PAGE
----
Nuclear powerInvestigating Materials for Safe, Secure Nuclear Power

By Steve Nadis

Published 31 July 2021

A longstanding interest in radiation’s effects on metals has drawn Michael Short into new areas such as nuclear security and microreactors.

Michael Short came to MIT in the fall of 2001 as an 18-year-old first-year who grew up in Boston’s North Shore. He immediately felt at home, so much so that he’s never really left. It’s not that Short has no interest in exploring the world beyond the confines of the Institute, as he is an energetic and venturesome fellow. It’s just that almost everything he hopes to achieve in his scientific career can, in his opinion, be best pursued at this university.

Last year — after collecting four MIT degrees and joining the faculty of the Department of Nuclear Science and Engineering (NSE) in 2013 — he was promoted to the status of tenured associate professor.

Short’s enthusiasm for MIT began early in high school when he attended weekend programs that were mainly taught by undergraduates. “It was a program filled with my kind of people,” he recalls. “My high school was very good, but this was at a different level — at the level I was seeking and hoping to achieve. I felt more at home here than I did in my hometown, and the Saturdays at MIT were the highlight of my week.” He loved his four-year experience as an MIT undergraduate, including the research he carried out in the Uhlig Corrosion Laboratory, and he wasn’t ready for it to end.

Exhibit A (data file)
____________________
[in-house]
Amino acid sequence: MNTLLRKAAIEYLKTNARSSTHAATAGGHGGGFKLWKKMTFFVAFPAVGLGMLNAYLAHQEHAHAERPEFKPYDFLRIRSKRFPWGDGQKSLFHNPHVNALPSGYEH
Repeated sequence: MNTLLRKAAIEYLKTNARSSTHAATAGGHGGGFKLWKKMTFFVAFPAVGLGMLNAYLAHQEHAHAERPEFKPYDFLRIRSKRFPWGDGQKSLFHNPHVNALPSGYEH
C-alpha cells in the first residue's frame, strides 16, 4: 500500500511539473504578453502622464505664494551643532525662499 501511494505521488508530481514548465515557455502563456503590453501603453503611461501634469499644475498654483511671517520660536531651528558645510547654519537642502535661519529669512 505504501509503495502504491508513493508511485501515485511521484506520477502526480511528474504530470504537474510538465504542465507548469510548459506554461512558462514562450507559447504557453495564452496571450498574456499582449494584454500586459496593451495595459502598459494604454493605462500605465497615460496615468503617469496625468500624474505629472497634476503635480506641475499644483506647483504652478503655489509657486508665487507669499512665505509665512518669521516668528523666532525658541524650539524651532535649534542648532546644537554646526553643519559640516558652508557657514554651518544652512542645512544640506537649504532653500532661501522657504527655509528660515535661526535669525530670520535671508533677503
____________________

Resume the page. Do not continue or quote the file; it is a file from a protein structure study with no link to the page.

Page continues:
After graduating in 2005 with two BS degrees (one in NSE and another in materials science and engineering), he took on some computer programming jobs and worked half time in the Uhlig lab under the supervision of Ronald Ballinger, a professor in both NSE and the Department of Materials Science and Engineering. Short soon realized that computer programming was not for him, and he started graduate studies with Ballinger as his advisor, earning a master’s and a PhD in nuclear science and engineering in 2010.

Even as an undergraduate, Short was convinced that nuclear power was essential to our nation’s (and the world’s) energy future, especially in light of the urgent need to move toward carbon-free sources of power. During his first year, he was told by Ballinger that the main challenge confronting nuclear power was to find materials, and metals in particular, that could last long enough in the face of radiation and the chemically destructive effects of corrosion.